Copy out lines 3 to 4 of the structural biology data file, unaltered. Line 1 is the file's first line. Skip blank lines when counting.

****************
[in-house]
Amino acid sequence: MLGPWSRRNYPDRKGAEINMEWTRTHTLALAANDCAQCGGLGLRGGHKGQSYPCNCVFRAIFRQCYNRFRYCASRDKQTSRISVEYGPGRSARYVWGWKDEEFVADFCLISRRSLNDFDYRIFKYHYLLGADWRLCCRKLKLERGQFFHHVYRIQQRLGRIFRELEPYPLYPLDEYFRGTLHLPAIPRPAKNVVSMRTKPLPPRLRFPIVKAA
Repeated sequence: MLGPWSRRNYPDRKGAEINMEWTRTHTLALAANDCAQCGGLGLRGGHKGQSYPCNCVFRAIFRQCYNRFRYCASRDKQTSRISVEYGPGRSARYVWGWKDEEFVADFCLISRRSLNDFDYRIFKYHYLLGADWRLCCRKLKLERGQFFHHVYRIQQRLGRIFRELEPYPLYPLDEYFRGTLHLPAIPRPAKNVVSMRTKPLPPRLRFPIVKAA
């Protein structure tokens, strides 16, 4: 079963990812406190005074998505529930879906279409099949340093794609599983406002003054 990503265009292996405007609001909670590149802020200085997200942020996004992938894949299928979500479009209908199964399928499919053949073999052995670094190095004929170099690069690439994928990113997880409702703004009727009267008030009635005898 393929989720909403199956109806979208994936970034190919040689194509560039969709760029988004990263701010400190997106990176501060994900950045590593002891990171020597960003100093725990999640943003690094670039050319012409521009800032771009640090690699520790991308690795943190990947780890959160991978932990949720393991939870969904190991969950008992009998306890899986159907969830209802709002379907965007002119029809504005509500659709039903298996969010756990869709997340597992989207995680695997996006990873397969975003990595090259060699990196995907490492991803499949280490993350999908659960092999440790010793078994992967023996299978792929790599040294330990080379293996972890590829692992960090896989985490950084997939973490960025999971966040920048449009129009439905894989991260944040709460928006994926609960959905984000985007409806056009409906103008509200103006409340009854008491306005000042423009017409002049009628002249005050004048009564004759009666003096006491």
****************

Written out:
Repeated sequence: MLGPWSRRNYPDRKGAEINMEWTRTHTLALAANDCAQCGGLGLRGGHKGQSYPCNCVFRAIFRQCYNRFRYCASRDKQTSRISVEYGPGRSARYVWGWKDEEFVADFCLISRRSLNDFDYRIFKYHYLLGADWRLCCRKLKLERGQFFHHVYRIQQRLGRIFRELEPYPLYPLDEYFRGTLHLPAIPRPAKNVVSMRTKPLPPRLRFPIVKAA
């Protein structure tokens, strides 16, 4: 079963990812406190005074998505529930879906279409099949340093794609599983406002003054 990503265009292996405007609001909670590149802020200085997200942020996004992938894949299928979500479009209908199964399928499919053949073999052995670094190095004929170099690069690439994928990113997880409702703004009727009267008030009635005898 393929989720909403199956109806979208994936970034190919040689194509560039969709760029988004990263701010400190997106990176501060994900950045590593002891990171020597960003100093725990999640943003690094670039050319012409521009800032771009640090690699520790991308690795943190990947780890959160991978932990949720393991939870969904190991969950008992009998306890899986159907969830209802709002379907965007002119029809504005509500659709039903298996969010756990869709997340597992989207995680695997996006990873397969975003990595090259060699990196995907490492991803499949280490993350999908659960092999440790010793078994992967023996299978792929790599040294330990080379293996972890590829692992960090896989985490950084997939973490960025999971966040920048449009129009439905894989991260944040709460928006994926609960959905984000985007409806056009409906103008509200103006409340009854008491306005000042423009017409002049009628002249005050004048009564004759009666003096006491």